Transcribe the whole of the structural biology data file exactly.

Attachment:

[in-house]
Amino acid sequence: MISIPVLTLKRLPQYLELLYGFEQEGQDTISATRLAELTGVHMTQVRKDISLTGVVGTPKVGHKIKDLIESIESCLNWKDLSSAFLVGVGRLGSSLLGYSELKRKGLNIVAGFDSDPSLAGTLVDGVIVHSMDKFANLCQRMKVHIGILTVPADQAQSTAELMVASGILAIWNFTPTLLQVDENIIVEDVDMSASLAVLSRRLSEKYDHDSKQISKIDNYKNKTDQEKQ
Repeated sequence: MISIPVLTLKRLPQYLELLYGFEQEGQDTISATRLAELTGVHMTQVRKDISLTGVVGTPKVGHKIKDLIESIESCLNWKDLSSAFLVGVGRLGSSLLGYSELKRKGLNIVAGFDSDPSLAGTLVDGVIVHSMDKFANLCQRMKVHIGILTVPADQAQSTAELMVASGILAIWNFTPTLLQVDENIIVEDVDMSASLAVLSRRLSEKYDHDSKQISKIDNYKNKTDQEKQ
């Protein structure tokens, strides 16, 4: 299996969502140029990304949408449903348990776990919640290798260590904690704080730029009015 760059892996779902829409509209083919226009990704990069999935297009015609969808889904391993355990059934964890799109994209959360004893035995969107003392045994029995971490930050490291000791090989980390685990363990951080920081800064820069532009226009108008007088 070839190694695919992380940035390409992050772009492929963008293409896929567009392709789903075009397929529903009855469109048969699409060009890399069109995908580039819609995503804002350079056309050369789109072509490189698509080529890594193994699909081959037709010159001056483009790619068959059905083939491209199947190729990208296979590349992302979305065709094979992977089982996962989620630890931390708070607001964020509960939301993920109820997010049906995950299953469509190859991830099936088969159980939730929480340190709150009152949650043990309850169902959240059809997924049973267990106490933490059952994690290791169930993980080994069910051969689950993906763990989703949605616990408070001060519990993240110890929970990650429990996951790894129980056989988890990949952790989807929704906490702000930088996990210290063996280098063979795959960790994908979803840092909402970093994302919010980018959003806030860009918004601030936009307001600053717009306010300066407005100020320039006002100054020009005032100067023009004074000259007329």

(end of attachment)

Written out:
[in-house]
Amino acid sequence: MISIPVLTLKRLPQYLELLYGFEQEGQDTISATRLAELTGVHMTQVRKDISLTGVVGTPKVGHKIKDLIESIESCLNWKDLSSAFLVGVGRLGSSLLGYSELKRKGLNIVAGFDSDPSLAGTLVDGVIVHSMDKFANLCQRMKVHIGILTVPADQAQSTAELMVASGILAIWNFTPTLLQVDENIIVEDVDMSASLAVLSRRLSEKYDHDSKQISKIDNYKNKTDQEKQ
Repeated sequence: MISIPVLTLKRLPQYLELLYGFEQEGQDTISATRLAELTGVHMTQVRKDISLTGVVGTPKVGHKIKDLIESIESCLNWKDLSSAFLVGVGRLGSSLLGYSELKRKGLNIVAGFDSDPSLAGTLVDGVIVHSMDKFANLCQRMKVHIGILTVPADQAQSTAELMVASGILAIWNFTPTLLQVDENIIVEDVDMSASLAVLSRRLSEKYDHDSKQISKIDNYKNKTDQEKQ
């Protein structure tokens, strides 16, 4: 299996969502140029990304949408449903348990776990919640290798260590904690704080730029009015 760059892996779902829409509209083919226009990704990069999935297009015609969808889904391993355990059934964890799109994209959360004893035995969107003392045994029995971490930050490291000791090989980390685990363990951080920081800064820069532009226009108008007088 070839190694695919992380940035390409992050772009492929963008293409896929567009392709789903075009397929529903009855469109048969699409060009890399069109995908580039819609995503804002350079056309050369789109072509490189698509080529890594193994699909081959037709010159001056483009790619068959059905083939491209199947190729990208296979590349992302979305065709094979992977089982996962989620630890931390708070607001964020509960939301993920109820997010049906995950299953469509190859991830099936088969159980939730929480340190709150009152949650043990309850169902959240059809997924049973267990106490933490059952994690290791169930993980080994069910051969689950993906763990989703949605616990408070001060519990993240110890929970990650429990996951790894129980056989988890990949952790989807929704906490702000930088996990210290063996280098063979795959960790994908979803840092909402970093994302919010980018959003806030860009918004601030936009307001600053717009306010300066407005100020320039006002100054020009005032100067023009004074000259007329």